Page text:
I have always said that my running is not something I am able to do alone.  Yes, some of my runs are solo, but I am never alone.  Thank you to everyone who offered kind thoughts, words, and prayers for me and to Richard, Bill, and Nicholas, thanks for getting out there in a very real way to help me reach my goal!

I get by with a lot of help from my friends!
My nutrition for the day went well.  I carried the hydration vest for the first loop, handhelds for the last 20.    I ate S caps every 30 mins. and honey chews every hour.  I also ate a soy yogurt and some fruit at the house in between loops.
My stomach never felt upset and I never felt dehydrated.  I came in 6 pounds under my start weight and I have yet to gain it back. 
The hardest part of this run was the 10 miler I did on Sunday and even more, the 6 I did on Monday.  Things are sore now and I really don't want to injure myself so slow and patient miles are the order of the day/week.  This week will be another heavy mileage week.  I have had to let some of my cross-training go this week in order to fit it all in and keep up with the family schedule.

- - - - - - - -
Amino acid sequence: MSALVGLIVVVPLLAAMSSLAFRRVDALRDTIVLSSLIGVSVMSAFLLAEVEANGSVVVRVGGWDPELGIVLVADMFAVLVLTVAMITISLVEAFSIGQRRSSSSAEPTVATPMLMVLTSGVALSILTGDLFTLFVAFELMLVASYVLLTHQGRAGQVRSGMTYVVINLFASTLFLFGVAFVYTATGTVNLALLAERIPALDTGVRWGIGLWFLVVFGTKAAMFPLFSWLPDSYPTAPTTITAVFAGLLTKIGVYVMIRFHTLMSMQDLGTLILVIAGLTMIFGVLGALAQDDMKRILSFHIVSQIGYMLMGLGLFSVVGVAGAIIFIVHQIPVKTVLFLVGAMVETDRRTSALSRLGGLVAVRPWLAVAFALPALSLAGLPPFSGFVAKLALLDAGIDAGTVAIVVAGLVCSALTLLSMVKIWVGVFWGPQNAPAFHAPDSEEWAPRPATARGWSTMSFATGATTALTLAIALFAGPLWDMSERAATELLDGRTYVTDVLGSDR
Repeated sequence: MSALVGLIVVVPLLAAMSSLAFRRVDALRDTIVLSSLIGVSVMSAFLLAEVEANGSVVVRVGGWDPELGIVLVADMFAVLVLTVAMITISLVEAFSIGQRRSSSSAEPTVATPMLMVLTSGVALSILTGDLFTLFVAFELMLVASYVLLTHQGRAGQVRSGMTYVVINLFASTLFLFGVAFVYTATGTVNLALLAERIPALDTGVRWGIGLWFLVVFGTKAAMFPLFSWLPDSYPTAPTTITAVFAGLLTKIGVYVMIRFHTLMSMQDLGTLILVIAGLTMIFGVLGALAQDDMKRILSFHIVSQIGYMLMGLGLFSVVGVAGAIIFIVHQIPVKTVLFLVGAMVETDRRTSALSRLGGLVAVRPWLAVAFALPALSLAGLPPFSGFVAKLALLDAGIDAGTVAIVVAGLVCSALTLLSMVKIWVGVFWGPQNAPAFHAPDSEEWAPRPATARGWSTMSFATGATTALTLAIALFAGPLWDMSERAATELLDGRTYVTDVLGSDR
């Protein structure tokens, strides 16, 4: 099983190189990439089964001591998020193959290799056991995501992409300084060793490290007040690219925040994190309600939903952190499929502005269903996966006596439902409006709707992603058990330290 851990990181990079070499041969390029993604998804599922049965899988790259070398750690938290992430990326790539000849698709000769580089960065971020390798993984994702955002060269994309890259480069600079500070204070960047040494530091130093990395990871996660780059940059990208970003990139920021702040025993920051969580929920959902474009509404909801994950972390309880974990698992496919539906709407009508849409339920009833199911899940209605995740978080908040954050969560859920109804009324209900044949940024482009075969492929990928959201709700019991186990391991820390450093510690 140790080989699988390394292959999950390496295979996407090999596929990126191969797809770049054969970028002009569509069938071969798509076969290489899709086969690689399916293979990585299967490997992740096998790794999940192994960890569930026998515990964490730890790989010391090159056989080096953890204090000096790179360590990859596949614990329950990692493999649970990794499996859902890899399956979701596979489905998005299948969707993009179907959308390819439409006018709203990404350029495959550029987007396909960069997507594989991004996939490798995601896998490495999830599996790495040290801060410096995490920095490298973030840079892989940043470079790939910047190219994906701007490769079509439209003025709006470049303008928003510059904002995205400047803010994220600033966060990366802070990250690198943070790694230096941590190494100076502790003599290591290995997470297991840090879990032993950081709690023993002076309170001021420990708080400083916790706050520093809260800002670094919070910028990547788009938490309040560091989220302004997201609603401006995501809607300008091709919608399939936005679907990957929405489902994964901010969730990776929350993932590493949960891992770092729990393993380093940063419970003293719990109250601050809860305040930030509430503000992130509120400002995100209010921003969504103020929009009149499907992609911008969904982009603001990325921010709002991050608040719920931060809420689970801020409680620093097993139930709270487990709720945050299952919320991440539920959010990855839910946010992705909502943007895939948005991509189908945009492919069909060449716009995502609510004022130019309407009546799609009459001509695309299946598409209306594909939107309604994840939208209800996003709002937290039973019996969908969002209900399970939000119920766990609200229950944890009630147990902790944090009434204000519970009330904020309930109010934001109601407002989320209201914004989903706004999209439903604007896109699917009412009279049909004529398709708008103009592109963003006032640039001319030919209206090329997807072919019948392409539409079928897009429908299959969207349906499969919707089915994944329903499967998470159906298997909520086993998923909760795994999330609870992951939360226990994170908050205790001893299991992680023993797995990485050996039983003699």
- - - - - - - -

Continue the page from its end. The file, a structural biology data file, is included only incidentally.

As always... run with joy in your heart and peace in your soul!

Thursday, September 8, 2011

Mental Preparation

I have been struggling to wrap my mind around the idea of running a 40 miler on the roads this weekend. Seems ridiculous to worry about it, but I suppose after my DNF at The Shoe, this training run will be more about the cognitive aspect of running rather than the physicality of running 40 miles.

I found my post from this past January that I wrote after I ran that 40. It was helpful today to help me recall that this run will only be as much fun as I allow it to be.

I have extended an invitation to whomever would like to run some or all(!!) of this run with me to let me know and I will be happy to forward along a map of the route.